Why Americans Don’t Really Get 'Dangerous' Satire - Pacific Standard

Why Americans Don’t Really Get 'Dangerous' Satire

We’re happy to consume satire when it congratulates us on our intelligence; in other countries, “taking artistic risk” actually means something.
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When President Mohammed Morsi was overthrown by the Egyptian military two years ago, Bassem Youseff—comedian, former heart surgeon, and television host of Al Bernameg—tweeted that he’d been put on a secret "hit list" by the then-administration, a fact he went on to address elsewhere. Two years later at the JFK Library in Boston, Massachusetts, Youssef said that he could return to Egypt if he wanted, but he wasn’t positive he’d be able to leave again.

Despite that level of pressure and danger, Youssef and his team produced consistently excellent work. And yet, for all his political bravery, he remains little more than a footnote to contemporary Western satire, almost always referred to in the Western press as “Egypt’s Jon Stewart.”

It’s a subtle slight, but indicative of a larger myopia among American consumers of political entertainment. No one asked Jon Stewart why he wasn’t on a hit list. No one asked Stewart why he isn’t called into the Attorney General’s office for critiquing the nationalism of his countrymen, as Youssef more or less was. To his credit, Stewart has often acknowledged this false equivalency (while tacitly allowing it)—it allows American audiences to feel daring without knowing real political stakes. And we can’t understand this disparity or its importance without recognizing that the problem isn’t new: The real guerrilla satire exists—impossibly, but somehow—in concert with censorship, in the most volatile political contexts. Consider the case of Werner Finck.

Born in Görlitz in 1902, Werner Finck—a virtuoso cabaret performer—made fun of Nazis to their faces during Hitler’s reign. When a known Gestapo informant was in the audience one night, he asked the individual point-blank if he should speak slower so everything could be written down. Elsewhere, as Rudolph Herzog quotes Carl Schulz:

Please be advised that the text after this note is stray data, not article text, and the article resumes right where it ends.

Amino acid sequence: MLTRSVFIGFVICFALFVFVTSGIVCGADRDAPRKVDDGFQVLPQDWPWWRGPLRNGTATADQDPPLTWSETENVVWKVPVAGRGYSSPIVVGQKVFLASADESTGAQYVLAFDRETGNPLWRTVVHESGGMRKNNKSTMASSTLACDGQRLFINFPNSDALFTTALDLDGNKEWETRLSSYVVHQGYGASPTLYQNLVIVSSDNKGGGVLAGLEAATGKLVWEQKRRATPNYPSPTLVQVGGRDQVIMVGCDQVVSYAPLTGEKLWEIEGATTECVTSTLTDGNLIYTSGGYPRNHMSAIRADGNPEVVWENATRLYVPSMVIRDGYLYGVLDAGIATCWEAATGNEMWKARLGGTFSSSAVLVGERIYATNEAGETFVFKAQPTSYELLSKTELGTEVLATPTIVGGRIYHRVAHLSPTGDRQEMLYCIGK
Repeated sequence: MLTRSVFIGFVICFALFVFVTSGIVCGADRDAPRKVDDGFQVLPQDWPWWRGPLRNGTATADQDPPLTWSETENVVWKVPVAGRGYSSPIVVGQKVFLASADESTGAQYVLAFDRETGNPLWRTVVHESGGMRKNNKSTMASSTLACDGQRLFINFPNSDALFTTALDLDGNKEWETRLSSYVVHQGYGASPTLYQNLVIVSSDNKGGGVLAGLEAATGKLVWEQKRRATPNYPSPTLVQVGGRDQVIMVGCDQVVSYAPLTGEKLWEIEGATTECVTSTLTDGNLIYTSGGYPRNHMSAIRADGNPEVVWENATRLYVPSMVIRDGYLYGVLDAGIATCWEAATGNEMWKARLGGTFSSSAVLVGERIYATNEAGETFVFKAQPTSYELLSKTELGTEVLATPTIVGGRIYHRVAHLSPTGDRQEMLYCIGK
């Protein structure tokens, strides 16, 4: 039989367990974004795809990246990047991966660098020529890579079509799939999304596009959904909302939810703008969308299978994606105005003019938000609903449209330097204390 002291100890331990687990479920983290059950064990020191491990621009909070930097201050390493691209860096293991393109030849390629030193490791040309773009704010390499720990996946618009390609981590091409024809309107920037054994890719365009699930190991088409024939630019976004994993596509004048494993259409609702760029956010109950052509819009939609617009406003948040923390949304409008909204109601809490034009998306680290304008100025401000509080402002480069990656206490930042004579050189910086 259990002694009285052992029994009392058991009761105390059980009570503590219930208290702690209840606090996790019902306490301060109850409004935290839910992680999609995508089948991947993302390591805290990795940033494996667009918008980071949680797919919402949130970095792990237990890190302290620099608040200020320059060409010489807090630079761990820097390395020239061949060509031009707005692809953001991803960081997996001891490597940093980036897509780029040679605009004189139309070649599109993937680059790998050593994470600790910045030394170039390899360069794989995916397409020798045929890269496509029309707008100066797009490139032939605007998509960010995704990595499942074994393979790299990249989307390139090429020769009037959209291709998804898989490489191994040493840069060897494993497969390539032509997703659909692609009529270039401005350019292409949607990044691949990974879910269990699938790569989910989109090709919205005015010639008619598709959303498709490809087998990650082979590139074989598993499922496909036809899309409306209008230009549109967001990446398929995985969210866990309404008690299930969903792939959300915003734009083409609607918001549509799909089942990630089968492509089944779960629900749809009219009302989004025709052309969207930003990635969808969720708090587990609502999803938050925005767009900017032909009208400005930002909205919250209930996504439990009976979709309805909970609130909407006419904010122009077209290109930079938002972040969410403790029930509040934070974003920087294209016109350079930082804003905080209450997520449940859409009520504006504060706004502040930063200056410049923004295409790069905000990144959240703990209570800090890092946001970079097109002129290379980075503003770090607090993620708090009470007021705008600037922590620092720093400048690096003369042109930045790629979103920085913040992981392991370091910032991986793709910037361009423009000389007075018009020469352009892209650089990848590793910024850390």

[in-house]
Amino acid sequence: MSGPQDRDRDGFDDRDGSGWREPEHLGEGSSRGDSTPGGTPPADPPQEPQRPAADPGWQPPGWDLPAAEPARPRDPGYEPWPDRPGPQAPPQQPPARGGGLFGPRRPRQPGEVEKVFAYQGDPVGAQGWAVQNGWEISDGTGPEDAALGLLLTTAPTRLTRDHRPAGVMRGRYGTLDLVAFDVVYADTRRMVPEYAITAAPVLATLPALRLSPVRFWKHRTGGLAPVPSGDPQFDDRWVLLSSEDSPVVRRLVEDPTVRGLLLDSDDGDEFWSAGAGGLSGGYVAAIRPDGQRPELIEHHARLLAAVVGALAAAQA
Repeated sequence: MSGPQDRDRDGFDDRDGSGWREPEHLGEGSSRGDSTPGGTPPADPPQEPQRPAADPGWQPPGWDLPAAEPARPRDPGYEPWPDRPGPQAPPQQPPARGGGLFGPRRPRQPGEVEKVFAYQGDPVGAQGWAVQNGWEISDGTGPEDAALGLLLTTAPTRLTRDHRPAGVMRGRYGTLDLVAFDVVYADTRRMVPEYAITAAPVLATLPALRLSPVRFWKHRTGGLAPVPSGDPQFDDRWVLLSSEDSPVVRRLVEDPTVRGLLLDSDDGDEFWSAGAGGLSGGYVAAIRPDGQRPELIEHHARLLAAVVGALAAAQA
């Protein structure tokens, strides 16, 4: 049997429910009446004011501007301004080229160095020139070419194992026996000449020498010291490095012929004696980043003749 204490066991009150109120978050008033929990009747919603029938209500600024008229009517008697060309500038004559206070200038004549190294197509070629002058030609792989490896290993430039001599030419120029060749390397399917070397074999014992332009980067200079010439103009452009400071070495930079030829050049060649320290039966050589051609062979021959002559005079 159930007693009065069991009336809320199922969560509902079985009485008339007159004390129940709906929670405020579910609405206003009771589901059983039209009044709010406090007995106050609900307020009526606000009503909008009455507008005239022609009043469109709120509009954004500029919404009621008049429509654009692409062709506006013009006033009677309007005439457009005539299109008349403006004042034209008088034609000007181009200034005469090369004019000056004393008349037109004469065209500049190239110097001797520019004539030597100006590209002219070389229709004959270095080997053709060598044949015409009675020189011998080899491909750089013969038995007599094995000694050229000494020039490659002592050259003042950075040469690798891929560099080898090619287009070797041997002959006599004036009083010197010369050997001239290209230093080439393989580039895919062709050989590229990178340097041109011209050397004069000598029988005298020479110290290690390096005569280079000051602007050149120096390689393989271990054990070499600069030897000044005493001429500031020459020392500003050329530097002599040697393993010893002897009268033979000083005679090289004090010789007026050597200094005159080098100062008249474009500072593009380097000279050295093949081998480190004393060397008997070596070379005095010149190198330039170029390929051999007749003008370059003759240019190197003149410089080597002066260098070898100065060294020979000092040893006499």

After the Nazis came to power, a decree was issued that a picture of Hitler must be hung in all government offices. Werner Finck created a comic routine out of it ... Willi Schaeffer [the director of the cabaret] carried a picture onto the stage so that the audience could only see the back. Everyone in the audience, though, thought, “That’s a picture of Hitler.” Suddenly Schaeffer stumbled and almost dropped it. Finck hurried up to him, calling out, “Don’t topple! Don’t topple!”—which was greeted with uproarious laughter.

Finck was thrown into a concentration camp for his work—and survived it.

Despite such a heroic (and colorful) biography, Finck appears maybe eight times in the entirety of the New York Times archive, and there mostly in passing, even though the man released dozens of books and enjoyed a modestly successful, politically vital career. When it comes to satirizing Hitler, instead of Finck, we remember Charlie Chaplin’s dance in the Great Dictator. We remember Dr. Seuss’ cartoons. We remember Springtime for Hitler. We remember edited versions of Downfall. Until they met him, American soldiers thought Finck was a myth. They couldn’t believe anyone had the balls to call out the Nazi upper command in public—let alone through corrosive comedy.

America simply never had a Werner Finck, and we certainly don’t have a Bassem Youssef, even though we’d like to think we do. It is far safer and easier to canonize Chaplin’s ballet performance while forgetting the unsafe, uneasy provocations of Finck.

Americans tolerate bullshit even when we know—we know—it’s bullshit. At the best of times, there is something luxurious about this, Christmas lights of irony left up the whole year round because life is good, because, somehow, we can afford to tolerate annual political hackery and all manner of internal division. When John Steinbeck wrote that “Socialism never took root in America because the poor see themselves not as an exploited proletariat but as temporarily embarrassed millionaires,” he was getting at the deceptively momentary nature of American bullshit, too. It’s bullshit, after all. Why would it bother lingering? Bullshit, by its very name, suggests a lack of seriousness or danger.

But bullshit is dangerous, and Americans can better understand the full political power of satire by watching its most courageous practitioners in action. And that interrogation is all the more important in a world where—as Ben Schwartz wrote in the Baffler—satire has been requisitioned by the state, as “the established culture seeks to inoculate itself from the complaints of the satirist by appropriating the satirist’s voice.” So look at Youssef's work. Watch or listen to old clips of Werner Finck. Look at how genial he seems in the video, like he’s just on the verge of popping next door and asking someone if he could borrow some sugar—in Nazi Germany. Look at the work done by Kianoush Ramezani, who—as Sonia Tamar Seeman has written—“now lives in exile—in France.” If we do that, if we look beyond Jon Stewart, Stephen Colbert, or John Oliver, if we look outside our borders and self-imposed comfort zones, then the truly muscular work of truly dangerous satire will come to inspire the next thing, the next wave of corrosion and comic critique. And that will be fascinating to see.

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